By Sam Warburton*
The last time I wrote for Interest about the road toll was in October. At the time, Police were predicting 60 further deaths for 2017. The year ended with 86 further deaths and a final toll of 379 lives – about 10% higher than 2016 and 40% higher than 2013 even after accounting for more driving.
The Police were in the news again this week thanks to an investigation by Radio NZ showing that road Police numbers had fallen even as the risk of dying has increased.
Police Association President Chris Cahill said ‘Without a doubt, there has to be some correlation… The limited or lesser amount of road policing enforcement being done will be having an effect on the road toll’.
Former Assistant Policy Commissioner Dave Cliff told Radio NZ that this was a ‘serious concern… [because] the deterrence value of a police officer, the deterrence value of speed cameras, is major’.
Cahill’s comment will be true – any spending on Police will have some effect on the road toll – but how much depends on the accuracy of Cliff’s comment that Police are a major deterrent.
As National’s Police spokesperson Chris Bishop pointed out in the same article, Police are but one of many factors that influence the risk of death or injury.
Let’s put some of this in context.
Expenditure on road police
Every three years, the Government issues a Government Policy Statement setting out its objectives for transport and providing funding signals to the NZ Transport Agency and councils. This includes funding for road policing which comes from the National Land Transport Fund. What the Police is contracted to provide is negotiated between Police and the NZ Transport Agency.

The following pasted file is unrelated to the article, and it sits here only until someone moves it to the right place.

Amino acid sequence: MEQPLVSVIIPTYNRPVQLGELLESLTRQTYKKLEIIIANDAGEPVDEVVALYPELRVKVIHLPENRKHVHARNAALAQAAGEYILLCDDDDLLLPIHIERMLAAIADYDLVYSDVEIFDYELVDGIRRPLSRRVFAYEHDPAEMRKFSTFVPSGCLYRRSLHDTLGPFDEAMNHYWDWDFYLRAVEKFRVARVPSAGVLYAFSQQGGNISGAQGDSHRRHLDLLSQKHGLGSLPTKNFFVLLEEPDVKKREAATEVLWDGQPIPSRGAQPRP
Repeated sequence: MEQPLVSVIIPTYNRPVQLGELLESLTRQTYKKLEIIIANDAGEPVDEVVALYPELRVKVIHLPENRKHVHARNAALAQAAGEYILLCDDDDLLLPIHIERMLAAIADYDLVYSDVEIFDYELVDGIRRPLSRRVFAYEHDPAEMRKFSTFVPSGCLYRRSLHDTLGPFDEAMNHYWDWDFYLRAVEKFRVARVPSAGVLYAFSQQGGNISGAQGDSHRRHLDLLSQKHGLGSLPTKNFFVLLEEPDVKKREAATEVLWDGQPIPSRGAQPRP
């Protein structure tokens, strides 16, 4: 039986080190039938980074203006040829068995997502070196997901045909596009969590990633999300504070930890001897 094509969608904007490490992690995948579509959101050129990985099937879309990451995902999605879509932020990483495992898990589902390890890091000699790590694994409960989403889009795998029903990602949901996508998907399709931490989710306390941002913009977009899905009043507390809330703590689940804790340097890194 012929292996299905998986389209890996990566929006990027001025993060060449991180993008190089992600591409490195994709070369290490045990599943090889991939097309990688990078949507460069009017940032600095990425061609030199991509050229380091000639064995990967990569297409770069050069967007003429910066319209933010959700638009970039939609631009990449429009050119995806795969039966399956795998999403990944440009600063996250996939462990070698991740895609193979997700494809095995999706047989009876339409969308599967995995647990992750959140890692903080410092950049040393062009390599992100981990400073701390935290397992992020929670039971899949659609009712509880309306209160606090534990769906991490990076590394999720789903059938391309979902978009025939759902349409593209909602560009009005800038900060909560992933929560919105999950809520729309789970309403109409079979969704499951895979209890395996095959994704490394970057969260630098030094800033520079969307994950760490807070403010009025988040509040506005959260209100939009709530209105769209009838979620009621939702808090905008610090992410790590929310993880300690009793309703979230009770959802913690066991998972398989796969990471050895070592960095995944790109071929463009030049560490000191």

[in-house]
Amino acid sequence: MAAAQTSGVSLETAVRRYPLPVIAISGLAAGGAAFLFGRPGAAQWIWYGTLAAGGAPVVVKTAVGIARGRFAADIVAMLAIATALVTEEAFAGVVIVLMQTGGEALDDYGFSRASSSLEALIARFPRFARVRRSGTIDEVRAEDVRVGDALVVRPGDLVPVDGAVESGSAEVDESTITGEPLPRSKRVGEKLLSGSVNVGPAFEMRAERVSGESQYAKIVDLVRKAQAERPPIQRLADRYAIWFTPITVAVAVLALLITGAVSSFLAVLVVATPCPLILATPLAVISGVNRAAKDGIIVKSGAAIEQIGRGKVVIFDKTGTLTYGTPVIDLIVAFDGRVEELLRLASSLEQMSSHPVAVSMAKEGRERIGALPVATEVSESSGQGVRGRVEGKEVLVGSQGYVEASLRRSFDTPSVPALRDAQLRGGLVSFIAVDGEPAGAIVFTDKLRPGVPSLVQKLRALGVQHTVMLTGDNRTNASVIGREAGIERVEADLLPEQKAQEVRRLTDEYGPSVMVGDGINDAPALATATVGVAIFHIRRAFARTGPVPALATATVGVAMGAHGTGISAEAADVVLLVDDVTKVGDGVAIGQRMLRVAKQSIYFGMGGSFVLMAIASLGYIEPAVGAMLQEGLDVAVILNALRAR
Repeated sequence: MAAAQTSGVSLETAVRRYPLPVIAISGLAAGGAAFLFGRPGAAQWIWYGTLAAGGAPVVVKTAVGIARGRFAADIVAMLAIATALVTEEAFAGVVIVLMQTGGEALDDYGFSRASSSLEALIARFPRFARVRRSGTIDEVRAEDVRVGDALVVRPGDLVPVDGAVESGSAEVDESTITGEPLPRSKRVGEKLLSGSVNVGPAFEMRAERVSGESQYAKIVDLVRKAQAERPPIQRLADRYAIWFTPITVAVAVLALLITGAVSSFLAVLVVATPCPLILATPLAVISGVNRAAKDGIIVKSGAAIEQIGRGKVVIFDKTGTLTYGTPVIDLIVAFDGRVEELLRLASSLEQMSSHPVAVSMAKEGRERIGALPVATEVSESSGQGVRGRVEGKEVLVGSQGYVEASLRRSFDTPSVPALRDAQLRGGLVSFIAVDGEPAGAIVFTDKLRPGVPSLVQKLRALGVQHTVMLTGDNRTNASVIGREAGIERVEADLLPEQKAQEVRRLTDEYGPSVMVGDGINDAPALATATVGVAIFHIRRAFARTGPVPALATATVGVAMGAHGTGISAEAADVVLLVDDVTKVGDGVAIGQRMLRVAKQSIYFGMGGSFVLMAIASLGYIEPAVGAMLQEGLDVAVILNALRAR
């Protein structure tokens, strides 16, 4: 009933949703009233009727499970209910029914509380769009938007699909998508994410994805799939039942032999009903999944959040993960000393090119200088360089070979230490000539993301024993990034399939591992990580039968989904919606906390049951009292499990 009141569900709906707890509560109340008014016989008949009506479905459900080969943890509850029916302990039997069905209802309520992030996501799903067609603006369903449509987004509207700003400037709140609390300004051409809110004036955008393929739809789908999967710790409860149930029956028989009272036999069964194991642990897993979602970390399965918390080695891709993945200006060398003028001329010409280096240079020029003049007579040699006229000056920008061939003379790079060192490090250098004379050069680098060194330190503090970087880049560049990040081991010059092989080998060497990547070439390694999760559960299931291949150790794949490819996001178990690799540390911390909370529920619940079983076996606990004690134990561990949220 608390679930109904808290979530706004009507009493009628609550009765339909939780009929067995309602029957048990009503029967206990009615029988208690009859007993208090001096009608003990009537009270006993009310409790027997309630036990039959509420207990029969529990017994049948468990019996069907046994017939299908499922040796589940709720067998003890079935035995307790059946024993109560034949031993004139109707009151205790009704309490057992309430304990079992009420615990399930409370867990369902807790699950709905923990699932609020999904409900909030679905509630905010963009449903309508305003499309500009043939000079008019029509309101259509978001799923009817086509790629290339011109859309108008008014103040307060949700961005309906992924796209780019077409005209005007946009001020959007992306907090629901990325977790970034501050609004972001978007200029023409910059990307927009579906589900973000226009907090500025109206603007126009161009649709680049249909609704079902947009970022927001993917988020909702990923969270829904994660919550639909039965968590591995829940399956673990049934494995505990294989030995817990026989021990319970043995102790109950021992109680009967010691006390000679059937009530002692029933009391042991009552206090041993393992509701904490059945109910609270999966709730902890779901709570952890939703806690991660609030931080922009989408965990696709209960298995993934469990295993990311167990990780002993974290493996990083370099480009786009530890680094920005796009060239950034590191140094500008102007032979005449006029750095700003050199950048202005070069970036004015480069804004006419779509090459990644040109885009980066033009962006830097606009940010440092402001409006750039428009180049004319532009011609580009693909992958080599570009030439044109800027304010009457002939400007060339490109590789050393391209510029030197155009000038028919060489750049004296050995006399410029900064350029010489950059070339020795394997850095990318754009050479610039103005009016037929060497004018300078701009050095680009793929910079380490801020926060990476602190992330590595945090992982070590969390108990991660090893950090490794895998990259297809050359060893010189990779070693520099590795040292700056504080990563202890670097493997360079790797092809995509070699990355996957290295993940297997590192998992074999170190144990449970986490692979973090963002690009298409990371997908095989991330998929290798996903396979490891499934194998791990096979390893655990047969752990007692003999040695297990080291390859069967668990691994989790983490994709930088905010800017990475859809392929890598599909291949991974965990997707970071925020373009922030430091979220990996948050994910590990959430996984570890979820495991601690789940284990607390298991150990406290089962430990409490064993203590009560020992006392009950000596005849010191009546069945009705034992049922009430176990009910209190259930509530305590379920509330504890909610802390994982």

In 2012, the Government issued signals that suggested it would be happy with a small reduction in road police spending. The NZ Transport Agency acted on those signals and, after accounting for inflation, provided 2.4% less funding to Police.
This was reversed in 2015 and funding increased by 4.7%.
Overall, inflation-adjusted funding for road policing has been pretty flat between 2009/10 and 2017/18.
The impact on Police effectiveness will be large
On the face of it, flat expenditure and a gradual decline in the number of Police by 7.6% over 10 years might not seem like a big deal.
For comparison, the amount we travelled as a country reduced slightly between 2009 and 2012 and the incidence of death per kilometre driven continued its historical decline. A small reduction in policing might not have made much difference.
Further, if we’ve swapped officers for lower-cost speed cameras, it’s possible that the level of road policing hasn’t materially changed and allowed those officers to be redeployed to other Police activities.
However, we’re also driving much more now. Kilometres travelled in 2017 are expected to be around 15% higher than in 2013. And every kilometre we drive carries a 40% higher risk of death than it did in 2013.
Police are also funded for a whole lot of things speed cameras can’t do. Police issue tickets for drink driving, cellphone use, not wearing seatbelts and other high-risk behaviours. They conduct drink driving tests, assist at accidents and give road safety sessions at schools.
The table below is representative of the impact on Police outputs:
|Enforcement (e.g. tickets, prosecutions) undertaken for:
|'High-risk' driving offences per 10,000 population
|775 to 825
|450 to 600
|Speed per 10,000 population
|590 to 635
|555 to 600
|Not wearing seatbelts per 10,000 population
|100 to 125
|94 to 120
|Mobile-phones per 10,000 population
|40 to 60
|38 to 56
|Crash attendance and reporting
|Number of emergency traffic events responded to
|28,000 to 38,000
|40,000 to 50,000